Here at Porthole Cruise and Travel Magazine, we feel very strongly that cruising (and travel in general) should be accessible for everyone of all ability levels. Cruise lines have taken steps in recent years to accomodate guests with limited mobility or those who require a wheelchair or other devices for assistance. Atlas Ocean Voyages is one of those cruise lines looking to provide an unforgettable cruise experience for guests with limited mobility and they were gracious enough to offer Porthole a tour of one of their staterooms designed specifically with the Americans with Disabilities Act (ADA) in mind.
ADA Accommodation Horizon Stateroom #630
On board Atlas Ocean Voyages World Navigator their are two accessible staterooms; a solo stateroom on deck 3 and the one we were shown – Horizon stateroom #630 on deck 6. Upon first glance, the stateroom appears very similar to the other Horizon-class rooms found along the same deck – the hues of green and dark wood walls with a definite retro, art deco feel. There are some unique features upon closer look, however, that really set the room apart from the rest.
The first is a call button found on the right side of the bed that alerts crew in the event a passenger needs assistance. The button is at the end of a long white cord that easily reaches the bed. When the button is engaged, a red light turns on. We did not use the button, but our guide assured a prompt response time from the Atlas crew. Next to the button is a wall outlet set with a USB cord plug, a power outlet and light switches.
Another feature of the stateroom that makes cruising easier for those with limited mobility is the closet. The only one in the stateroom, the closet is of good size, with both good and puzzling features. The very first thing I noticed was the location of the life jackets at the very top of the closet. In the event of an emergency, those jackets would not be available to someone in a wheelchair, for example. They would most likely need to rely on a travel companion or the call button to get them down. And during an emergency, there’s always a chance that call response time is delayed.
One aspect of the closet I did find helpful was the hanger rack system which featured a pull-down stick which brought the rack down to about waist level for a standing person. Perhaps the cruise line could store the lifejackets on the hanger rack so they are as easily retrieved as shirts, dresses and pants.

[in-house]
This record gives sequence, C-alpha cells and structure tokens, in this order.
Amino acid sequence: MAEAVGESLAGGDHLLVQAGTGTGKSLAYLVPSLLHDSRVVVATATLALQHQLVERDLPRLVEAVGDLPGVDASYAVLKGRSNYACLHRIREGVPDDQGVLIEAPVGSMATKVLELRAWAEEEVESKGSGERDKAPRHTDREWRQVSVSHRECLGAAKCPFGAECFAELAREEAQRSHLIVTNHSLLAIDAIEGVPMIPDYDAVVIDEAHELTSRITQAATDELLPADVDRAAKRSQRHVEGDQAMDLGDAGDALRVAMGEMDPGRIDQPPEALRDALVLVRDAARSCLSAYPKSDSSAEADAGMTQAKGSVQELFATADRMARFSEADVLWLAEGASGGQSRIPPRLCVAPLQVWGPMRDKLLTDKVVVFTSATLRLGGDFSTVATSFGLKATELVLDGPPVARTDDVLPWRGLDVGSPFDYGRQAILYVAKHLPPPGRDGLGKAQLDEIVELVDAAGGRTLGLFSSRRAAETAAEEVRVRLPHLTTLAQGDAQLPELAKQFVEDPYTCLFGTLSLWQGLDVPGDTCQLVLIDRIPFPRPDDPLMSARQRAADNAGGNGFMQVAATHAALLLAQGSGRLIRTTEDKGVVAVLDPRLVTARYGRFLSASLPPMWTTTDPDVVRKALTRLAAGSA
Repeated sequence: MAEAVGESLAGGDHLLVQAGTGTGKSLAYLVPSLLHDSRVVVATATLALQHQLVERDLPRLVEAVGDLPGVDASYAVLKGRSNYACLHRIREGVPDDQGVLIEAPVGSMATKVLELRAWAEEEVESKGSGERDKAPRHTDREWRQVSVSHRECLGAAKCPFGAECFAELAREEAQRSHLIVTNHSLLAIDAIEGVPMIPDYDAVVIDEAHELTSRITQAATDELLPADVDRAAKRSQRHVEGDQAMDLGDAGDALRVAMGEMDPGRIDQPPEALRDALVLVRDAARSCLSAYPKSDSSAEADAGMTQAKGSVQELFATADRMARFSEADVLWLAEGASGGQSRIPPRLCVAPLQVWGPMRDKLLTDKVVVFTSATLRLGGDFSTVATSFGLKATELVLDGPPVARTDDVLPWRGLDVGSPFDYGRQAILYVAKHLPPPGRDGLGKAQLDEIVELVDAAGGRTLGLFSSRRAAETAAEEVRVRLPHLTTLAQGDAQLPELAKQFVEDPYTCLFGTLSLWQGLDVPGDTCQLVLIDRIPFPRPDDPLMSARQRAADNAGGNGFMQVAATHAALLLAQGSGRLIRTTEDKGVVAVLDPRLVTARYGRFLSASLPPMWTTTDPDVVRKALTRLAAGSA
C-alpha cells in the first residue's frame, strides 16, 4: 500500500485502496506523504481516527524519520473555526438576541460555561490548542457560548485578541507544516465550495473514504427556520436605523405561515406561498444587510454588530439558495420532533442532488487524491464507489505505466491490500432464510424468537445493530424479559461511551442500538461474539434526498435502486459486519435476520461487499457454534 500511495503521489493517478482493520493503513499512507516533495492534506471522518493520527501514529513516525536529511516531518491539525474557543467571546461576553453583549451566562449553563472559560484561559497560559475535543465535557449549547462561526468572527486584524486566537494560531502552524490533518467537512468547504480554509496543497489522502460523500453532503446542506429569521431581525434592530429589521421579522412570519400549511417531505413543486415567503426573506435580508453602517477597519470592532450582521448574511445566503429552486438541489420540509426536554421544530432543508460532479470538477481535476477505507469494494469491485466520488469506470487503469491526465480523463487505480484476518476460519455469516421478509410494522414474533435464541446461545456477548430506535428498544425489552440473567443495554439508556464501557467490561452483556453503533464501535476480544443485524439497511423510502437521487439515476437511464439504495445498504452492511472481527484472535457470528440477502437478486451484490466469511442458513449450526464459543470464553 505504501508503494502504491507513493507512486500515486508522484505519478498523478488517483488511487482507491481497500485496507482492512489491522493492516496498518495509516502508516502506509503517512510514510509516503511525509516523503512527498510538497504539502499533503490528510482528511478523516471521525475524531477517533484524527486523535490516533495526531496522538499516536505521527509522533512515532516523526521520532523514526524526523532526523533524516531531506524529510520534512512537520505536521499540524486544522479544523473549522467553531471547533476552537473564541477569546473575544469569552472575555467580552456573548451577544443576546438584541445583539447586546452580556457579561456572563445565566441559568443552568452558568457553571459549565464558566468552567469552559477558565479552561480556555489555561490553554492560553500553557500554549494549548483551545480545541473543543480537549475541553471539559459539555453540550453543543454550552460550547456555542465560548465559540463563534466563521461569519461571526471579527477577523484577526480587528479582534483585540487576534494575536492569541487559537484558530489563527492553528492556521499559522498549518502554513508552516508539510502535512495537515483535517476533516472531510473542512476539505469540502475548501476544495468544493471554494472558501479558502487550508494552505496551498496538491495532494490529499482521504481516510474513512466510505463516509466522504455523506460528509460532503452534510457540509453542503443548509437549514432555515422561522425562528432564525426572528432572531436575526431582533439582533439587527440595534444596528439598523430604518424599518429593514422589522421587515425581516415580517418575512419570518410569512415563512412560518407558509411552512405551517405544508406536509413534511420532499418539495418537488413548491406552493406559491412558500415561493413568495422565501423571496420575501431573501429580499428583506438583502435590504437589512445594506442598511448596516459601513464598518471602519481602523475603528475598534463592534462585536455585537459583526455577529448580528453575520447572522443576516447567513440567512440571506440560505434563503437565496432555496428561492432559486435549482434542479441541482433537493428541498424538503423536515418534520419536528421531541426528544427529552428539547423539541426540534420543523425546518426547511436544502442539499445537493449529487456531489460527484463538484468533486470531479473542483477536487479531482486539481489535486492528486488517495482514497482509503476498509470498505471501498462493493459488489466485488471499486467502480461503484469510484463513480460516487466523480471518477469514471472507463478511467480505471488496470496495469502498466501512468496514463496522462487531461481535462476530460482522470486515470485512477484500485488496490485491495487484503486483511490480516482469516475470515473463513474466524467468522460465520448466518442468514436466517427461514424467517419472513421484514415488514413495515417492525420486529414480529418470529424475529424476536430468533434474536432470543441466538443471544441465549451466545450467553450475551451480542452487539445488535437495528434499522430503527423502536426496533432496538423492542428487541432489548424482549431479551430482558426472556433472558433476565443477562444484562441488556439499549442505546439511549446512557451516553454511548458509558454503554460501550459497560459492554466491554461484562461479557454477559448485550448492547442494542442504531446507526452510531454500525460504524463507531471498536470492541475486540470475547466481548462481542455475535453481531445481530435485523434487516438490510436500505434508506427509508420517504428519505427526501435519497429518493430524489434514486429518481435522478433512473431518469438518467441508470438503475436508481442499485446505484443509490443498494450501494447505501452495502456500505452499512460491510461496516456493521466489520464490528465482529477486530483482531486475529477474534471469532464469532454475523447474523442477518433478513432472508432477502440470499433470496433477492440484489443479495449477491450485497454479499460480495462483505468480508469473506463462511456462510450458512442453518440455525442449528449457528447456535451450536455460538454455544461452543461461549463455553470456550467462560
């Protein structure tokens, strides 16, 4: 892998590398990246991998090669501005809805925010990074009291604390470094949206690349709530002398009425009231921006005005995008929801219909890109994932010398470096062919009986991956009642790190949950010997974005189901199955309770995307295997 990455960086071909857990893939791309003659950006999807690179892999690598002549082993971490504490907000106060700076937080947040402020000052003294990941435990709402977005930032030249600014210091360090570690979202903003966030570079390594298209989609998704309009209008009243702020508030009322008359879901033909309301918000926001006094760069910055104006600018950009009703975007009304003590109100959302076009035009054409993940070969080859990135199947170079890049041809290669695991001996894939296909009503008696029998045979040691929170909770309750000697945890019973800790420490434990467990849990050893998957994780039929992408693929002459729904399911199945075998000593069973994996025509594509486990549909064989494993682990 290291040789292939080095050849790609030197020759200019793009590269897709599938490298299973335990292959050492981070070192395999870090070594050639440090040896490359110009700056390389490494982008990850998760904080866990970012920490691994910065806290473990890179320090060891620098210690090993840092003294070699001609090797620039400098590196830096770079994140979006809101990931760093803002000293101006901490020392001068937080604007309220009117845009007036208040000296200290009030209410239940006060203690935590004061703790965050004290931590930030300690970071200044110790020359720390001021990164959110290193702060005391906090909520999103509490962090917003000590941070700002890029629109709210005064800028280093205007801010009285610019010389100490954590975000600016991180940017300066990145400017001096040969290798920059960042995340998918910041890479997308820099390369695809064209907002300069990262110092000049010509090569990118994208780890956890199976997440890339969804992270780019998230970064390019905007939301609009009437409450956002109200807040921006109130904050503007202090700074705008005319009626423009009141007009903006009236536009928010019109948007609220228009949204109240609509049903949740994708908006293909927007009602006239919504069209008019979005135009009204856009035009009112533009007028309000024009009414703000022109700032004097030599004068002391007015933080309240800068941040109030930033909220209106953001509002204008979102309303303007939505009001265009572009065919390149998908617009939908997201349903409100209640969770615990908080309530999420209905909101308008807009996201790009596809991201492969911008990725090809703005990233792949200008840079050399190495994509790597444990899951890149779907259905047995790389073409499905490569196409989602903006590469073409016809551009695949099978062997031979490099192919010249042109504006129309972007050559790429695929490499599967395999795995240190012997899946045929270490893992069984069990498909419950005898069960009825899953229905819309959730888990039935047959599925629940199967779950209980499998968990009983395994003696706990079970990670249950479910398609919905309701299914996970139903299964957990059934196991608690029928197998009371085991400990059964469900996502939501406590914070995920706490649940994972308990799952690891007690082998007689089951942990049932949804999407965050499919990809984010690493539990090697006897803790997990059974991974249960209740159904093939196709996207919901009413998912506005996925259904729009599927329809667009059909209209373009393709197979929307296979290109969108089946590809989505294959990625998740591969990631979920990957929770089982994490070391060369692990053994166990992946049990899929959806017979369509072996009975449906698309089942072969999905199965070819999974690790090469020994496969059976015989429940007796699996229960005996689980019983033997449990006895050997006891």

The floor plan for the room was more open-concept to allow for easier mobility throughout the cabin. Other Horizon stateroom feature decorative aspects that while looking nice, would most likely be an inconvenience for someone who relied on a wheelchair or other equipment to move about. The room also featured the same sliding window with the button to move it up and down located on the left side of the bed.
The bathroom was the most unique aspect of the room when compared to other Horizon rooms. The rooms was much bigger than its counterparts and featured convenience items like a shower chair built into the wall, safety bars around the shower and toilet, and a sink that was lower to the ground. All showers on board the ship feature the rainfall shower head and handheld nozzle, but the accessible stateroom bathroom did not feature the same side-wall jets found in other rooms. A curtain was also used to separate the shower area from the rest of the bathroom unlike the glass doors found in other staterooms.
Another note: the room’s location mid-deck near the elevator system also adds to the convenience.
Atlas Impresses with Wheelchair Accessible Cruising
Overall, we were pleased with the way Atlas Ocean Voyages is catering to guests with disabilities, particularly for an adventure or expedition cruise line whom some with mobility issues may believe they would be unable to embark on. We found the room to be spacious, elegant and convenient for those who love to cruise but need a little extra help doing it.
Let us know your experiences with ADA Accommodation cruise cabins in the comments below!